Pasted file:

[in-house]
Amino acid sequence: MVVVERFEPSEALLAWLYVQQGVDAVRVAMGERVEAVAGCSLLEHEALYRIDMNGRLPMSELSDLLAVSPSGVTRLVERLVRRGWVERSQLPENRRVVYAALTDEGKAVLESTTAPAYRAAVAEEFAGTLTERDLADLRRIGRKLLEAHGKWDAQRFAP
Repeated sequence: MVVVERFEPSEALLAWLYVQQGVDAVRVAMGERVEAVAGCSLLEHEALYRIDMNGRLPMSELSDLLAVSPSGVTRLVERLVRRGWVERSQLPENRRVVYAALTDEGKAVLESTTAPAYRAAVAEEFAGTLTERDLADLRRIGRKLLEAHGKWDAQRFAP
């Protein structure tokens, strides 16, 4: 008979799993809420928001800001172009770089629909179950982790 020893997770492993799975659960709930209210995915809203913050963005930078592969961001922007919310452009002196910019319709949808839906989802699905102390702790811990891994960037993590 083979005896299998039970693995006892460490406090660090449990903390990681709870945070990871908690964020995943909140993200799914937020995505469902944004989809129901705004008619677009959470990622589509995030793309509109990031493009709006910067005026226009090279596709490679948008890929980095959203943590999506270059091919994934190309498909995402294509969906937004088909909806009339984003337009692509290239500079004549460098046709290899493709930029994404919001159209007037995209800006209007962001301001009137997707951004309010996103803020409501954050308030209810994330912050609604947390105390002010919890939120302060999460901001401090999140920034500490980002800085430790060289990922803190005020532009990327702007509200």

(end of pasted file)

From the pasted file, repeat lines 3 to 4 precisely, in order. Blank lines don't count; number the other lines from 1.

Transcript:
Repeated sequence: MVVVERFEPSEALLAWLYVQQGVDAVRVAMGERVEAVAGCSLLEHEALYRIDMNGRLPMSELSDLLAVSPSGVTRLVERLVRRGWVERSQLPENRRVVYAALTDEGKAVLESTTAPAYRAAVAEEFAGTLTERDLADLRRIGRKLLEAHGKWDAQRFAP
């Protein structure tokens, strides 16, 4: 008979799993809420928001800001172009770089629909179950982790 020893997770492993799975659960709930209210995915809203913050963005930078592969961001922007919310452009002196910019319709949808839906989802699905102390702790811990891994960037993590 083979005896299998039970693995006892460490406090660090449990903390990681709870945070990871908690964020995943909140993200799914937020995505469902944004989809129901705004008619677009959470990622589509995030793309509109990031493009709006910067005026226009090279596709490679948008890929980095959203943590999506270059091919994934190309498909995402294509969906937004088909909806009339984003337009692509290239500079004549460098046709290899493709930029994404919001159209007037995209800006209007962001301001009137997707951004309010996103803020409501954050308030209810994330912050609604947390105390002010919890939120302060999460901001401090999140920034500490980002800085430790060289990922803190005020532009990327702007509200």